Thursday 19 November 2015

What to do when the power is out and you are unemployed

We were recently without power for a day and a half in our new home.  This is the longest power outage I remember, though I was assured this is quite normal in our new community.  We had no luck starting the fire in the morning and as my husband and kids headed off to school and work where there was power, I had a little pity party wondering how I would make it through the day.
Here's what kept the kids and I occupied on the first night of the power outage.  The Borrowers was a great choice to show the kids that people survived without electricity in the past.
Step one:  Get that fire started!  After two more tries, I got the fire going.  In my head, I heard my new friend Karla telling me "Well, if it doesn't work, we just have to try again."  She also passed on my friend Michelle's secret of "stuffing the box".  After taking this advice with a good dose of prayer, the fire started and things began to look up.

Step two:  Make coffee.  Michelle also told me she made coffee on her stove.  By 9 a.m. I was in serious need of caffeine, so I put the kettle on the stove and waited.  Thanks to Phil's new AeroPress Coffee maker, I had one of the best cups of coffee in my life, along with an excellent book to help me through the day.
Step three:  Start using your ingredients.  I was beginning to worry that all the food in my fridge would go bad.  I thought to myself - well, I made coffee, why not try biscuits?  That's what the pioneers did!  I dug out my trusty Westgate Alliance Church cookbook and found the biscuit recipe.  Nothing like a church cookbook to remind you of wonderful women from your past.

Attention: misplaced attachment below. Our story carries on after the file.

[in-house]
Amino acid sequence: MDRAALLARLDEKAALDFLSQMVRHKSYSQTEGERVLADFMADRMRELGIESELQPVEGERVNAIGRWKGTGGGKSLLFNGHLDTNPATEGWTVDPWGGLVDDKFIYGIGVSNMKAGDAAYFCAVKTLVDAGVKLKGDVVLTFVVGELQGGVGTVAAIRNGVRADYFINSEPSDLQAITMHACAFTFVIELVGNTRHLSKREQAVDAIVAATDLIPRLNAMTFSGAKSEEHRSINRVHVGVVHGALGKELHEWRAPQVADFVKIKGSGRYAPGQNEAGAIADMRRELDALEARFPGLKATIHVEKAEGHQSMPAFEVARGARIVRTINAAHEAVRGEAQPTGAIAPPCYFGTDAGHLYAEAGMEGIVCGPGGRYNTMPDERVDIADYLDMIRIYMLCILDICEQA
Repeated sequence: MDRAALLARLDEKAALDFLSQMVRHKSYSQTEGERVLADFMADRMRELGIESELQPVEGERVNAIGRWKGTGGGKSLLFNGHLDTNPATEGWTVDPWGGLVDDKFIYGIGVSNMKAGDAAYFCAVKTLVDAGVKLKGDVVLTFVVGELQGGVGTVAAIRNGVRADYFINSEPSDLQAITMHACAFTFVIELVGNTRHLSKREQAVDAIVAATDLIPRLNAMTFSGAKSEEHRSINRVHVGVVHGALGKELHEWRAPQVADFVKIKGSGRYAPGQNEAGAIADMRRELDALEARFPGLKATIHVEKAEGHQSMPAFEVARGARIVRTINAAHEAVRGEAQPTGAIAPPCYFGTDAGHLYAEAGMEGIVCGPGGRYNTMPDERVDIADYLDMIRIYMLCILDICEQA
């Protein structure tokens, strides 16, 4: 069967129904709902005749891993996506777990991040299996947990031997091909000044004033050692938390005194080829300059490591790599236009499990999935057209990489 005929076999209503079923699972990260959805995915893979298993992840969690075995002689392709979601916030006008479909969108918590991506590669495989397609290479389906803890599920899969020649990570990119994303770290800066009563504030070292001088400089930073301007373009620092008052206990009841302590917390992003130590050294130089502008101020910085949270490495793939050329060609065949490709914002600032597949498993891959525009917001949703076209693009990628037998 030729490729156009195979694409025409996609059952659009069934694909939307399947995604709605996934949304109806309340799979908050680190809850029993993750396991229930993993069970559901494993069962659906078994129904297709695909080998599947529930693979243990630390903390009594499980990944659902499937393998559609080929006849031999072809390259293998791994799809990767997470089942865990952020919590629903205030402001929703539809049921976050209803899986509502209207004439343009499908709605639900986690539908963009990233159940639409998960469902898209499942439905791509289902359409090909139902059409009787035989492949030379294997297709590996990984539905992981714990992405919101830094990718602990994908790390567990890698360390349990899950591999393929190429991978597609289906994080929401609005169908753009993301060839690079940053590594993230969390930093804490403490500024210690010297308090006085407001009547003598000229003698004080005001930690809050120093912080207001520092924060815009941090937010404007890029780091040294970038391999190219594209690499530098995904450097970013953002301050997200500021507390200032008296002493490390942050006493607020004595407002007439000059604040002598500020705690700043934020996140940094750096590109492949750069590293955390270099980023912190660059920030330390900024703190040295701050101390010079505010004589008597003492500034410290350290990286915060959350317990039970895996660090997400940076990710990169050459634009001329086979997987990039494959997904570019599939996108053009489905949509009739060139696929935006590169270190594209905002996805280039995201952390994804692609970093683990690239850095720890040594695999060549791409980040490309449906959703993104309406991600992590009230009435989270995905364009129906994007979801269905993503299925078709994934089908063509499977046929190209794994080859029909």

Biscuits on the stove
Finished biscuits

Westgate Alliance Cookbook
Step four:  Keep cooking.  It was about an hour from lunch, but cooking on a wood burning stove takes time.  I decided to use up my bacon, eggs and spinach.  An hour later, not much had happened, so I fired up the barbeque and finished the job.  Mmm.  Eggs cooked in bacon grease.  Delicious!
I couldn't stop there.  I still had feta, eggs and spinach to use up, so I invented a recipe for spinach, feta muffins, using a church recipe for apple cheese muffins as my reference point.

Step five: Chop some wood.  A lot of our wood is too big for our stove, so I decided, while acting as a mountain woman, I should try my hand at chopping wood.  It was a fantastic workout and I was very warm, but shortly after this photo was taken, I quit.  The axe was firmly stuck in the wood and I couldn't get it out.  Something for Phil to do on his lunch break!

At this point, I thought I should reread my Grandpa's book on surviving in the North, but I never did get to that and will have to start another day in preparation for the next power outage.

Step six: Write some letters.  It was a bit lonely without a phone, twitter or facebook, so I took Julia Cameron's advice in her book The Right to Write and wrote to my sister and parents.  So glad I bought this sweet Jane Austen writing set from Scholastic book orders last year!


  1. our record is 5 days without power during winter - a couple of years ago - thankfully we had a propane heater and a camping stove. Didn't really have enough light to read during the evening for long,

    1. Yes, reading at night was difficult. I used a battery-powered lantern, but my eyes got tired quickly.

  2. It sounds like you had an adventurous day all thanks to no power. The magic of wonderful appeared in the stillness.

  3. Laura Ingalls Wilder for a day! Maybe I should teach you how to knit for those days? LOL It certainly sounds like you had a bit of an adventure, though. But I'd definitely grab a solar phone charger just in case for next time. You can use the flashlight app on your phone to read at night, too! It's a killer book light, I've been using it for that for about a year now, haha.

  4. What an adventurous day. We have been taking about heading out to the islands to do some camping and having our own adventure. We enjoyed your Christmas letter too.